A few months ago, someone at the gym mentioned a Vine Ripe mozzarella class in Westfield. Ooh – I love classes like this, but when I looked it up, the class was $99 and lasted an hour. Ouch! I put it in the back of my mind, but when it popped up on Groupon for $49, I bought it and sent out an announcement to friends to join me. And if you use Ebates when buying something on Groupon, you get money back – it’s awesome and very easy (yes, I get credit if you sign up with my link, but I recommend it because it’s awesome).
Our mozzarella maker was Vinny, He make the fresh mozzarella daily there, and has been making the cheese for six years. He said you can make it in about 20 minutes, once you know what you’re doing.
You start off with cheese curd, which you can buy from any store that makes its own mozzarella. They get theirs from a NY supplier. The curds last about two weeks in your fridge, or you can freeze them up to three months.
He then uses what he calls a “cheese guitar” – which is also known as a curd cutter. Press the curds through the cutter and they look like what’s in the bowl below. We got to try our hands at doing this – it was pretty exciting, as you can imagine.
Next is one of two water additions. The first can’t be too hot, because you don’t want to cook the curds, just warm them up and make them crumbly – about 150-180 degrees. He poured the water in, covering them about 3/4 of the way, and then mixed it up a bit. Then it’s time to strained the water out. Vinny said it’s best to have the super hot water waiting for the next step, but he didn’t have that ready and it was still good.
Before he added the 220 degree water, submerging the curds, and started mixing, it looked like the photo below, with the strained water to the side.
He added the 200 degree water, and Vinny used a paddle to mix it up, though you can use a wooden spoon with a wider grip, to help the cheese stretch more. He also added some kosher salt into the bowl, though he didn’t measure it. It was amazing how quickly the cheese curds turned into mozzarella that was more recognizable. He said if you’ve had chewy mozzarella, that’s because it’s overcooked.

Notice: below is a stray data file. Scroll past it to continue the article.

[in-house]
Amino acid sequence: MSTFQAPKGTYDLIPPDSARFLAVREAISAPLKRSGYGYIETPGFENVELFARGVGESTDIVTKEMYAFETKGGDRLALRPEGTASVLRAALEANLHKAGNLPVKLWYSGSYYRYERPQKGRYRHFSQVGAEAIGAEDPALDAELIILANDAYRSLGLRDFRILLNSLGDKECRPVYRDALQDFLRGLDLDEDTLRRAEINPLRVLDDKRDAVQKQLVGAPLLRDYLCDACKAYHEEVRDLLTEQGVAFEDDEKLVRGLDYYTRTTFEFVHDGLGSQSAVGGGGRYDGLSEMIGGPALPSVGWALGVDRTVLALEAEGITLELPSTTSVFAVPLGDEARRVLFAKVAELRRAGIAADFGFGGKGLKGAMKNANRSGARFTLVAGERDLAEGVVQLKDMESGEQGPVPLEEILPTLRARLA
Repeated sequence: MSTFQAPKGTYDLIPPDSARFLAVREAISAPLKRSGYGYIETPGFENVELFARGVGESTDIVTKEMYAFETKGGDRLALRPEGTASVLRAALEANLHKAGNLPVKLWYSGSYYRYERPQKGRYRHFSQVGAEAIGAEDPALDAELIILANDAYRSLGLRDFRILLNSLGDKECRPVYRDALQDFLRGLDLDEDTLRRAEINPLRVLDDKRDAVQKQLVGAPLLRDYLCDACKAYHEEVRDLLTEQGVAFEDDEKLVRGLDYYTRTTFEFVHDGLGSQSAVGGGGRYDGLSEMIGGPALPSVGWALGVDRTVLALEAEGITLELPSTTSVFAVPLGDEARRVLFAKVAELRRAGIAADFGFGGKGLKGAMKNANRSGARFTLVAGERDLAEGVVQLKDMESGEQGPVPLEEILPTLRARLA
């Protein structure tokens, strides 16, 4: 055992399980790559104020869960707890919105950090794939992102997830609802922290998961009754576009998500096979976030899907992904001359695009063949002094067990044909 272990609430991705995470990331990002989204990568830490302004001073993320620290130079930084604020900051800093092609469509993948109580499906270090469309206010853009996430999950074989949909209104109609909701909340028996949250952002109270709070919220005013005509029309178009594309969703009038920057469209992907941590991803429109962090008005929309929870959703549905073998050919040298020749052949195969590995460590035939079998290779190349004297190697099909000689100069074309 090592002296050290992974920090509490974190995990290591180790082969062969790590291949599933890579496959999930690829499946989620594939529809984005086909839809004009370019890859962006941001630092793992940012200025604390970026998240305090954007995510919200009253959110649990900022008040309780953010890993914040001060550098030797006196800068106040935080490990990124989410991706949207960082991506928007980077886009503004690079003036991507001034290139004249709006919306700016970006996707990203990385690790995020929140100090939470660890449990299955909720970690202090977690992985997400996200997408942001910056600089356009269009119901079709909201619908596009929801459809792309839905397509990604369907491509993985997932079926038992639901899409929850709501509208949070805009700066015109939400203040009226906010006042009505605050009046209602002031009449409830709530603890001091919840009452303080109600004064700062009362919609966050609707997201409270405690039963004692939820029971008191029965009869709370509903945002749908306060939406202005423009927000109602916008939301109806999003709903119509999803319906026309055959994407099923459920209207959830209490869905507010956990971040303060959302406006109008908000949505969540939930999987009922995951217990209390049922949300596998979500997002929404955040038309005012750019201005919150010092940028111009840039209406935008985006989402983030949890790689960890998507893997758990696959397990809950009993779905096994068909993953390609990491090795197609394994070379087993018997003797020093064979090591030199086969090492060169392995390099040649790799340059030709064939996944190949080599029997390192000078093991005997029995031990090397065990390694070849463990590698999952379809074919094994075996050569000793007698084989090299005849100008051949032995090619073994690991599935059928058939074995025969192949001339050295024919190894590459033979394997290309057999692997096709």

The water bath you see to the side (the plastic bucket) is for rapid cooling. After Vinny determined that the consistency was good, he had a special technique for making it into a ball and popping it into the cooling bath (which is salted too).
It’s almost done!You can see how Vinny made it into recognizable balls in the video below (that’s not me talking).
While the balls cooled off, Vinny let us try some of his grandmother’s ricotta cheese (yum) and also showed us a cheat way to make burrata. Basically, wrap fresh, warm mozzarella around ricotta. It didn’t stick together well, but it was delicious. And warm mozzarella is also good! The ricotta is made with the leftover watery mixture (whey) from the cheese curds. He couldn’t tell us how that was done, only that you have to add in some additional ingredients.
After this, Vinny taught us how to wrap up the mozzarella, as we each got to take one of them home. I thought we did a pretty good job, until I got home and noticed that it was leaking in my bag. Vine Ripe gives you a fabric shopping bag, bottle of olive oil and warm bread to take home with you. My mozzarella leaked on the bread bag (sad face) but I put it in a Ziploc at home, after eating some more. And the bread was still good – just the paper bag was a mess.
Will I make mozzarella at home? No. I can’t imagine I would eat enough to make it worthwhile. But it’s fun to learn how, and a great evening activity with friends (that ended with us grabbing a few things we needed from the store – which is a great store, by the way).
Vine Ripe Markets: 430 North Avenue East, Westfield. Call them up to make the class reservation: 908-233-2424.
Vine Ripe – if you’re reading this, here’s how you can make your class better. Stagger the high top tables so there’s not a barrier to getting into the middle area. It was too crowded a space with the high tops blocking us for the hands-on portion, so stagger the tables.
Change the price to $49. Groupon is great for many things (like awareness and class sales), but surely they’re taking a big cut of your class price. And if you’re not already dong this, offer private classes and parties. This class would work great as a holiday party for a work group or other organization. It was fun!